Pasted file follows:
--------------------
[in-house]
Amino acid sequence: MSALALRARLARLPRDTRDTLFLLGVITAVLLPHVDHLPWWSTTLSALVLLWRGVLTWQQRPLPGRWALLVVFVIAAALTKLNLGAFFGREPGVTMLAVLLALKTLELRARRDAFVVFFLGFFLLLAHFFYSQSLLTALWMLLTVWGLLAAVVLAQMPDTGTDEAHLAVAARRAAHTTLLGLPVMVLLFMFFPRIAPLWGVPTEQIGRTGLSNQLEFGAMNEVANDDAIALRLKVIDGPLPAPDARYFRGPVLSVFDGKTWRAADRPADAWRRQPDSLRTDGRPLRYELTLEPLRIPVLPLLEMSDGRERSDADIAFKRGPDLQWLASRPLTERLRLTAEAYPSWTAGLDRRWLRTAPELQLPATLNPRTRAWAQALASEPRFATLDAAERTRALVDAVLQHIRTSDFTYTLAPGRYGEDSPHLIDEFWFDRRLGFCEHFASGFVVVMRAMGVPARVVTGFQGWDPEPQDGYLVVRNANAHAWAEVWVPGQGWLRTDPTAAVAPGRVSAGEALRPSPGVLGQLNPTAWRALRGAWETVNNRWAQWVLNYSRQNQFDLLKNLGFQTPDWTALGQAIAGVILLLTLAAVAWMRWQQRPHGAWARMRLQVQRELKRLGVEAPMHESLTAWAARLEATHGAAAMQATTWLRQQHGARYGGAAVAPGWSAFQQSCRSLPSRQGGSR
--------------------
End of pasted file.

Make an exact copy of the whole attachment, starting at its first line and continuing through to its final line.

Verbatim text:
[in-house]
Amino acid sequence: MSALALRARLARLPRDTRDTLFLLGVITAVLLPHVDHLPWWSTTLSALVLLWRGVLTWQQRPLPGRWALLVVFVIAAALTKLNLGAFFGREPGVTMLAVLLALKTLELRARRDAFVVFFLGFFLLLAHFFYSQSLLTALWMLLTVWGLLAAVVLAQMPDTGTDEAHLAVAARRAAHTTLLGLPVMVLLFMFFPRIAPLWGVPTEQIGRTGLSNQLEFGAMNEVANDDAIALRLKVIDGPLPAPDARYFRGPVLSVFDGKTWRAADRPADAWRRQPDSLRTDGRPLRYELTLEPLRIPVLPLLEMSDGRERSDADIAFKRGPDLQWLASRPLTERLRLTAEAYPSWTAGLDRRWLRTAPELQLPATLNPRTRAWAQALASEPRFATLDAAERTRALVDAVLQHIRTSDFTYTLAPGRYGEDSPHLIDEFWFDRRLGFCEHFASGFVVVMRAMGVPARVVTGFQGWDPEPQDGYLVVRNANAHAWAEVWVPGQGWLRTDPTAAVAPGRVSAGEALRPSPGVLGQLNPTAWRALRGAWETVNNRWAQWVLNYSRQNQFDLLKNLGFQTPDWTALGQAIAGVILLLTLAAVAWMRWQQRPHGAWARMRLQVQRELKRLGVEAPMHESLTAWAARLEATHGAAAMQATTWLRQQHGARYGGAAVAPGWSAFQQSCRSLPSRQGGSR